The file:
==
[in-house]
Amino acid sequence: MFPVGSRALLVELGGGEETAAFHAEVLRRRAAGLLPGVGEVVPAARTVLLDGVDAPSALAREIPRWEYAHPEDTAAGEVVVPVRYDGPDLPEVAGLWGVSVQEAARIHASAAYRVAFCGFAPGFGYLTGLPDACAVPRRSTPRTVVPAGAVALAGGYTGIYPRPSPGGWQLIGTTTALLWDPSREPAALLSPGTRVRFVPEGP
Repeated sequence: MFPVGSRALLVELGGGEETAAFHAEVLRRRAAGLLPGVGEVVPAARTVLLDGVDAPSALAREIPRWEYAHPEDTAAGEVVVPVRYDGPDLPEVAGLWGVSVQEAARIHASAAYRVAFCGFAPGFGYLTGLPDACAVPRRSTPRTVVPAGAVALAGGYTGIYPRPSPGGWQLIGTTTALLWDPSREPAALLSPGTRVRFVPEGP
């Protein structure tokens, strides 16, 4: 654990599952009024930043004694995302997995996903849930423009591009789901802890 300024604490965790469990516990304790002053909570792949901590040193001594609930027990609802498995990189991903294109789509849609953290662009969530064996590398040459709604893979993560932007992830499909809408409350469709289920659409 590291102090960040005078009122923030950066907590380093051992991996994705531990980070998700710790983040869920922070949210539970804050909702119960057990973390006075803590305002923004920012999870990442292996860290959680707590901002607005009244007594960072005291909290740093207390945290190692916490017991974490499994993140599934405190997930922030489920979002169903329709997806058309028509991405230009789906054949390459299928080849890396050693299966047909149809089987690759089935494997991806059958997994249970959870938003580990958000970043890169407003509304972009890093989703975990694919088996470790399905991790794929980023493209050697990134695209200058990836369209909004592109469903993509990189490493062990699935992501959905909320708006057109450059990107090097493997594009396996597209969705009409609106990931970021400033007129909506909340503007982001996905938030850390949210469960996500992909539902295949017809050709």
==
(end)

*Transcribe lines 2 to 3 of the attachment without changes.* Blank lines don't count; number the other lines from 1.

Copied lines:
Amino acid sequence: MFPVGSRALLVELGGGEETAAFHAEVLRRRAAGLLPGVGEVVPAARTVLLDGVDAPSALAREIPRWEYAHPEDTAAGEVVVPVRYDGPDLPEVAGLWGVSVQEAARIHASAAYRVAFCGFAPGFGYLTGLPDACAVPRRSTPRTVVPAGAVALAGGYTGIYPRPSPGGWQLIGTTTALLWDPSREPAALLSPGTRVRFVPEGP
Repeated sequence: MFPVGSRALLVELGGGEETAAFHAEVLRRRAAGLLPGVGEVVPAARTVLLDGVDAPSALAREIPRWEYAHPEDTAAGEVVVPVRYDGPDLPEVAGLWGVSVQEAARIHASAAYRVAFCGFAPGFGYLTGLPDACAVPRRSTPRTVVPAGAVALAGGYTGIYPRPSPGGWQLIGTTTALLWDPSREPAALLSPGTRVRFVPEGP